I, like you, drive too much. I buy too much--of which I keep too much and also throw too much away. I overindulge my children, and myself. Directly as well as indirectly I use too much water, energy, air and space. My existence, in short, costs the planet more than it can afford. This is not some handed-down moral stricture, nor any sort of guilty self-flagellation, but a simple recognition of fact. The consequences are obvious, and near enough now to see the warts on their noses. For my own future, as well as my children's, I must change. And yet--this is what's weird--I, like you, can't. Cannot abandon comfort, convenience and pleasure for the sake of abstract knowledge. Can't stop doing it. This is interesting.
It's interesting because we think we are so rational, so intelligent, and yet we behave, both individually and as a herd, in such unintelligent ways. That's what drove this book into being.
--from Blubberland

Welcome to Blubberland--a world of quadruple-garaged mansions, vast malls, gated communities, stretch limos, and posh resorts. Blubberland is a place, but it is also a state of mind: we expect to be happy (trophy house, SUV in the driveway, home entertainment system, pension fund, cosmetic surgery), but in fact we've grown increasingly bloated, bored, and miserable. In Blubberland, award-winning critic Elizabeth Farrelly looks at our "superfluous superfluity," our huge eco-footprint, and asks why we find it so hard to abandon habits we know to be destructive. Why can't we build human-scale cities, design meaningful public spaces, eat reasonable meals, and stop assaulting nature?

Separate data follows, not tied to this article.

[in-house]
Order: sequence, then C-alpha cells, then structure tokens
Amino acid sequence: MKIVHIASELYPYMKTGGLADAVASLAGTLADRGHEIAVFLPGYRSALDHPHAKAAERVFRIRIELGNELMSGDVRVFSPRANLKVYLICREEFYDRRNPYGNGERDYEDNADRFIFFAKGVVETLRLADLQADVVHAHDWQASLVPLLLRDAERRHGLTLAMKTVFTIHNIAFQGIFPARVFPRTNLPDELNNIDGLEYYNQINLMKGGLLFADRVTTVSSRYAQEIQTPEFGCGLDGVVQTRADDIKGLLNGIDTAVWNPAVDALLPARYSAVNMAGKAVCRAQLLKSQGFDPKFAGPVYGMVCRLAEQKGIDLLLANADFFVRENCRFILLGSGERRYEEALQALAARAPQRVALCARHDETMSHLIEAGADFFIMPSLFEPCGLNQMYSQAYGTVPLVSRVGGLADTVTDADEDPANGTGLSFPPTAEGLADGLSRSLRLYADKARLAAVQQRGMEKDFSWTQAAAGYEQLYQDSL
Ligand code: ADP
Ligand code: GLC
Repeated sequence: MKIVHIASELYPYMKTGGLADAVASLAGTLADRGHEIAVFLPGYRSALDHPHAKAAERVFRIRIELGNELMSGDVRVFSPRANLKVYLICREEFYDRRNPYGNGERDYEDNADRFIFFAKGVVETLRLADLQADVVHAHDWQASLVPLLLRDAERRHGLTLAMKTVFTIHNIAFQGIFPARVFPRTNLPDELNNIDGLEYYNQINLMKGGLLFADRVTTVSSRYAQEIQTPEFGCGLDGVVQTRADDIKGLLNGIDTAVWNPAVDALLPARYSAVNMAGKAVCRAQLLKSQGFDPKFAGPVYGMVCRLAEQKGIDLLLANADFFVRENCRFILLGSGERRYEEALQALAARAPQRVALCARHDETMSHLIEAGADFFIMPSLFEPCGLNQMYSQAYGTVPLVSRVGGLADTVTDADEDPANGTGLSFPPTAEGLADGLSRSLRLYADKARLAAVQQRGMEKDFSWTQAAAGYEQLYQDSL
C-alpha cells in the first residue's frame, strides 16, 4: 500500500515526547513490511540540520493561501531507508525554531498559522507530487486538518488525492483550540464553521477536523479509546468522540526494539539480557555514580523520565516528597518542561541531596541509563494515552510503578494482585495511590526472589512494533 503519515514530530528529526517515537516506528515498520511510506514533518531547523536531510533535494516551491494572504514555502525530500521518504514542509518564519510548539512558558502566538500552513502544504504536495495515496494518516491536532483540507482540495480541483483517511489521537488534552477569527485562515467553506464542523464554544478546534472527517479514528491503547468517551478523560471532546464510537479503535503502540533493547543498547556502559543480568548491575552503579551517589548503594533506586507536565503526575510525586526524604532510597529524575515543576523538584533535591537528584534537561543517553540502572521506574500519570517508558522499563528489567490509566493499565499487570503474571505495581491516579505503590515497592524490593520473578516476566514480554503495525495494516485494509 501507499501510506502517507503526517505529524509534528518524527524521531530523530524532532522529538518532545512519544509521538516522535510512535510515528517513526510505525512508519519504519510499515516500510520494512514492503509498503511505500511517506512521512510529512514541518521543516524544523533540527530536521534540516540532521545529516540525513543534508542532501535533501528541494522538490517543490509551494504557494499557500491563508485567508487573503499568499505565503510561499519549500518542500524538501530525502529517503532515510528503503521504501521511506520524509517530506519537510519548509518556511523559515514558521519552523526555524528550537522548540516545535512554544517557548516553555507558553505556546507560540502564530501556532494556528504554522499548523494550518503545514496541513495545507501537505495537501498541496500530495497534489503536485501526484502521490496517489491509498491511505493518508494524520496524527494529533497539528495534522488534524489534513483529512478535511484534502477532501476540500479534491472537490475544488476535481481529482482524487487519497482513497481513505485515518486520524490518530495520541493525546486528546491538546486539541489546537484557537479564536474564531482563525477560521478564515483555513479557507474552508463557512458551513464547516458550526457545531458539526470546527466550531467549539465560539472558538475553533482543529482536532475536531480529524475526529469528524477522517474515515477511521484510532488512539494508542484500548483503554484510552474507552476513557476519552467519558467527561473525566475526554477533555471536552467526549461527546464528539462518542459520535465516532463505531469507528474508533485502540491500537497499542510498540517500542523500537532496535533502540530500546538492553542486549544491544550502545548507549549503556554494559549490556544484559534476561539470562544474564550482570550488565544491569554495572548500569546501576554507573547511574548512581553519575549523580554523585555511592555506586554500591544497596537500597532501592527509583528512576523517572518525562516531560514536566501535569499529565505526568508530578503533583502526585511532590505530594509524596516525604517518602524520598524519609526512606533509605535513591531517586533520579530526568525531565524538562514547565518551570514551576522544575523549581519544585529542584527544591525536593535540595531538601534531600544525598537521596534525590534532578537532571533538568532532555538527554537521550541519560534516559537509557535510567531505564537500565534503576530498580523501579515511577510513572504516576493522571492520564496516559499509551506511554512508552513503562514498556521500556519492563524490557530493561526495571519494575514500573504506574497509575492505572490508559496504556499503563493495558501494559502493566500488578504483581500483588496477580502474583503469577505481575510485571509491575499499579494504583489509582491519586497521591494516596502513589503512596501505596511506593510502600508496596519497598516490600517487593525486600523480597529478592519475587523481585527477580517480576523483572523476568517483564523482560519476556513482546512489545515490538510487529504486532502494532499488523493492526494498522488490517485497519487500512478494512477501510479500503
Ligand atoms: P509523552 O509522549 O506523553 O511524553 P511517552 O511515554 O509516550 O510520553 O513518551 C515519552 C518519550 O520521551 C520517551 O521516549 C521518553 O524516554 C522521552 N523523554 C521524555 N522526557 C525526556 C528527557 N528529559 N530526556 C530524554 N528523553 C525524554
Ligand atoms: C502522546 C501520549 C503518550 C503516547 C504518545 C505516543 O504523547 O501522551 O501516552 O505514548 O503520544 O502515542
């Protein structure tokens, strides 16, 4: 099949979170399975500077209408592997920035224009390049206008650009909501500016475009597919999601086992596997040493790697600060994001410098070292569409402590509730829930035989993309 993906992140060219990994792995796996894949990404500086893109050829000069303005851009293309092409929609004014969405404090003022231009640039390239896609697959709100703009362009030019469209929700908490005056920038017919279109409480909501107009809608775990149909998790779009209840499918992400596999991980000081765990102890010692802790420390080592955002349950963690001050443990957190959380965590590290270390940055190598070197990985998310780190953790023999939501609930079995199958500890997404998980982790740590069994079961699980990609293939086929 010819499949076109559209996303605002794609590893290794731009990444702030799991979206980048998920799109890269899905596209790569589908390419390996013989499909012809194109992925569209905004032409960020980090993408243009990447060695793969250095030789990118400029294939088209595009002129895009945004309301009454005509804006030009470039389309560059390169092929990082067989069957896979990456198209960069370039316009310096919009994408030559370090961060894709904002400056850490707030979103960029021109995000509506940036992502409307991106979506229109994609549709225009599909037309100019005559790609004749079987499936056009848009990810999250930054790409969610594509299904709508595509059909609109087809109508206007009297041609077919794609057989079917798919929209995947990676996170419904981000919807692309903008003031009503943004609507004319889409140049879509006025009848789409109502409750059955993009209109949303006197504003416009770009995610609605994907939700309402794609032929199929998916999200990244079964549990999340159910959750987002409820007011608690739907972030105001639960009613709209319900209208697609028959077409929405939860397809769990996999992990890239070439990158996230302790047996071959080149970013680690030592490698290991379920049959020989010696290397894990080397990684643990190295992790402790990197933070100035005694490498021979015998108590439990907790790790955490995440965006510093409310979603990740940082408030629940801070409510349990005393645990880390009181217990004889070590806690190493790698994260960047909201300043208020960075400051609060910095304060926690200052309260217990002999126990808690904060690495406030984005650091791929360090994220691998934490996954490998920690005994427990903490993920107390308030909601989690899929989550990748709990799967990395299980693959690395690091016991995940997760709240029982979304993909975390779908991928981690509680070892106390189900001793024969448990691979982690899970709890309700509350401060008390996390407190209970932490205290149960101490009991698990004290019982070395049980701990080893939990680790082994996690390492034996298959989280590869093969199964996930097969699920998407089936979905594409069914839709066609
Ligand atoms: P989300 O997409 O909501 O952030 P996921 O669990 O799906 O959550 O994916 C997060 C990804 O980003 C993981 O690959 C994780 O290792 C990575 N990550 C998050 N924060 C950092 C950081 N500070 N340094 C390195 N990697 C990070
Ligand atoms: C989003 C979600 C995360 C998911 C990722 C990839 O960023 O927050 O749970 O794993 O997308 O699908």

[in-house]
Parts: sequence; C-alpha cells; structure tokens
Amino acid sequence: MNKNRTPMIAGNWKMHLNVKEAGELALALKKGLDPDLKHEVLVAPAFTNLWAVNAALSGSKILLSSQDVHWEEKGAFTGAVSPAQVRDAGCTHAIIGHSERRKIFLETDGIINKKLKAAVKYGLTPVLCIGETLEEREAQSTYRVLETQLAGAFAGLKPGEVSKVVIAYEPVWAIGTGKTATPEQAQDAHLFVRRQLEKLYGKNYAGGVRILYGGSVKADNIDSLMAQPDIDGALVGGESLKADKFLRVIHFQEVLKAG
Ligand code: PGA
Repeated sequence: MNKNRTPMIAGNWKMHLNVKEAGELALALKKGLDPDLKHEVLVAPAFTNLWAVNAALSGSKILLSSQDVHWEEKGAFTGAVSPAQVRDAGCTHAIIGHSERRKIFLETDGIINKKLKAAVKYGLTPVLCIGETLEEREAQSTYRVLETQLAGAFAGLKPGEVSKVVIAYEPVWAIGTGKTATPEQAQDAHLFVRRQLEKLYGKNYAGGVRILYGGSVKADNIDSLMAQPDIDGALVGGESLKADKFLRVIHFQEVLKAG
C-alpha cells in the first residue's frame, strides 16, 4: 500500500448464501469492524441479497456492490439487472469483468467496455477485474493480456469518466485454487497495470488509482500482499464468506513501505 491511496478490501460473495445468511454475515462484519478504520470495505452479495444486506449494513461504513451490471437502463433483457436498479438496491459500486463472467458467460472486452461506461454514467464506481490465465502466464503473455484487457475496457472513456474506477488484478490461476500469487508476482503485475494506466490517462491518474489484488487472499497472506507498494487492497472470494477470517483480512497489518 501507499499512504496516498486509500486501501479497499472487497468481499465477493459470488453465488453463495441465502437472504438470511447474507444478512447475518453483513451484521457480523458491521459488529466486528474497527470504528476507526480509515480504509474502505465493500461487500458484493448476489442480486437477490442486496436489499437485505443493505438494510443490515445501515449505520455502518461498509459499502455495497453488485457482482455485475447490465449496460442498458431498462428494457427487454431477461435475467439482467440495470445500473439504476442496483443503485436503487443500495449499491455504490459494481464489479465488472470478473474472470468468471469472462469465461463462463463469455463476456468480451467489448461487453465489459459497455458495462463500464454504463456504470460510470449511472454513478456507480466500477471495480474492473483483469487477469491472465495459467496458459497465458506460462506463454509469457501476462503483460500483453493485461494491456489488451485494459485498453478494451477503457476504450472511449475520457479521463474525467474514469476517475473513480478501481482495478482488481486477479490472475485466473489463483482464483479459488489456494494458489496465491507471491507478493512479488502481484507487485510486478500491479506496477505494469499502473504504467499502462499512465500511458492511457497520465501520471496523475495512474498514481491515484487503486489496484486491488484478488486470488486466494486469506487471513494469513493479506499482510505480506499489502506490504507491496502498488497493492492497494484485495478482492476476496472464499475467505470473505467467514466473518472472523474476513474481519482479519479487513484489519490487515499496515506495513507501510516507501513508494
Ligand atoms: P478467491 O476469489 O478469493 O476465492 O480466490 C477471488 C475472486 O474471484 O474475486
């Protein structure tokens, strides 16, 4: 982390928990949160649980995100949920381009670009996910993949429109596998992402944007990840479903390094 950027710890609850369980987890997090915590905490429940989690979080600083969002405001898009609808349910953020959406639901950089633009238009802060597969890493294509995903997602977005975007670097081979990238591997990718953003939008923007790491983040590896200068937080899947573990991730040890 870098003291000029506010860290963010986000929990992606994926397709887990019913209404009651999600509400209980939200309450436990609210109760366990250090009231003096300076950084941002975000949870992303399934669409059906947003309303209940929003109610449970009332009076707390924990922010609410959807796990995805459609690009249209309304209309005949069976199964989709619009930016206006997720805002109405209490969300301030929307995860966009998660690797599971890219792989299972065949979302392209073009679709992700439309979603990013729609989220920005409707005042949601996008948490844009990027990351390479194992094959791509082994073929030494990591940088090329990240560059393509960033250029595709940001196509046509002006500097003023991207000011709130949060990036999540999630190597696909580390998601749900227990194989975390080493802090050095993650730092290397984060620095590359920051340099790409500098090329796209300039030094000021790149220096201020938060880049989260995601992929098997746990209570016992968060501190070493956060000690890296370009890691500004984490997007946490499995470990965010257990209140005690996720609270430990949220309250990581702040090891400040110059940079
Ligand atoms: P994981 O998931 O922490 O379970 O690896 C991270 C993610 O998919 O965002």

Farrelly, trained as an architect, begins this story with architecture, urban sprawl, and housing, but she does not end there. She also looks at "affluenza," childhood asthma, diabetes, addiction, beauty, ugliness, narcissism, climate change, mega-churches, big box retailers, sustainability, depression, anorexia, and the links that collect all of these issues under the same roof--the roof, as it were, of the McMansion. As "big" becomes more and more pervasive, and success is seen in increasingly measurable and material terms, the goal of happiness jeopardizes our survival. Blubberland is a smart, thoughtful, and stylish argument for turning things around.

About the Author
Elizabeth Farrelly is one of Australia's liveliest and most provocative writers on architecture and the environment. The winner of the CICA International Critics' Award, the Pascall Prize for Critical Writing, and the Marion Mahony Griffin Award, she is a columnist for the Sydney Morning Herald, a commentator on Australian television and radio, and Adjunct Associate Professor of Architecture at the University of Sydney.

The MIT Press

Thursday, April 03, 2008

Sonnabend Heirs Hold Colossal Private Sale to Pay Off Estate Taxes


In what experts described as the largest private sale of art ever, the heirs of the legendary dealer Ileana Sonnabend have parted with some $600 million worth of paintings and sculptures in two transactions to cover their estate taxes, reports Carol Vogel in the New York Times. Ever since Ms. Sonnabend died last October at ninety-two, the auction giants Sotheby’s and Christie’s have been vying with some of the world’s most powerful art dealers—Larry Gagosian, William Acquavella, Robert Mnuchin, the team of Giraud Pissarro Ségalot—to get at least a piece of the collection to sell. Sonnabend’s art trove, which includes seminal works by artists like Andy Warhol, Jasper Johns, Robert Rauschenberg, and Cy Twombly, is valued at more than $1 billion. Taxes on the estate amount to more than half the value of the assets, experts said. After months of deliberations Sonnabend’s son and daughter settled this week on the two private sales. “We did sell two blocks of works,” said Antonio Homem, Sonnabend’s son, who along with her daughter, Nina Sundell, inherited the collection. Citing confidentiality agreements, Homem declined to identify the buyers. But experts close to the transactions who insisted on anonymity, also because of those agreements, said that the dealers Franck Giraud, Lionel Pissarro and Philippe Ségalot, who have offices in New York and Paris, bought $400 million worth of art on behalf of several clients, including some of the collection’s finest works. A second group of artworks, all Andy Warhols, was sold to the Gagosian Gallery for $200 million, the experts said.